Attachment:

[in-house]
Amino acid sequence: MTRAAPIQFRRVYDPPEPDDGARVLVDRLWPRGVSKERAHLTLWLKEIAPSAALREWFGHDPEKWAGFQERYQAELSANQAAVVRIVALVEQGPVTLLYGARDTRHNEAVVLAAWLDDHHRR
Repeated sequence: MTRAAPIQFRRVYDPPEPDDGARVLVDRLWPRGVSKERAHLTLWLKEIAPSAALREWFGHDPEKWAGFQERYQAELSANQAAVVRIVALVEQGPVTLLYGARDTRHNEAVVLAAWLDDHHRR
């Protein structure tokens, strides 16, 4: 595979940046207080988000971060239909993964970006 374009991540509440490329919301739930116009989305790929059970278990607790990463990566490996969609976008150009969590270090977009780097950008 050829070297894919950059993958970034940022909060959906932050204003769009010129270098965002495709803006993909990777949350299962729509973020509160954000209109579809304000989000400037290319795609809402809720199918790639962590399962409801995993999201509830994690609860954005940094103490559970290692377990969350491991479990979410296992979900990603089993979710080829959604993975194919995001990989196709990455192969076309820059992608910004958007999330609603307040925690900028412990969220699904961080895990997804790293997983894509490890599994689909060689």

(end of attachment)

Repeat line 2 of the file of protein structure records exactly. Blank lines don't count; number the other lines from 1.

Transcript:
Amino acid sequence: MTRAAPIQFRRVYDPPEPDDGARVLVDRLWPRGVSKERAHLTLWLKEIAPSAALREWFGHDPEKWAGFQERYQAELSANQAAVVRIVALVEQGPVTLLYGARDTRHNEAVVLAAWLDDHHRR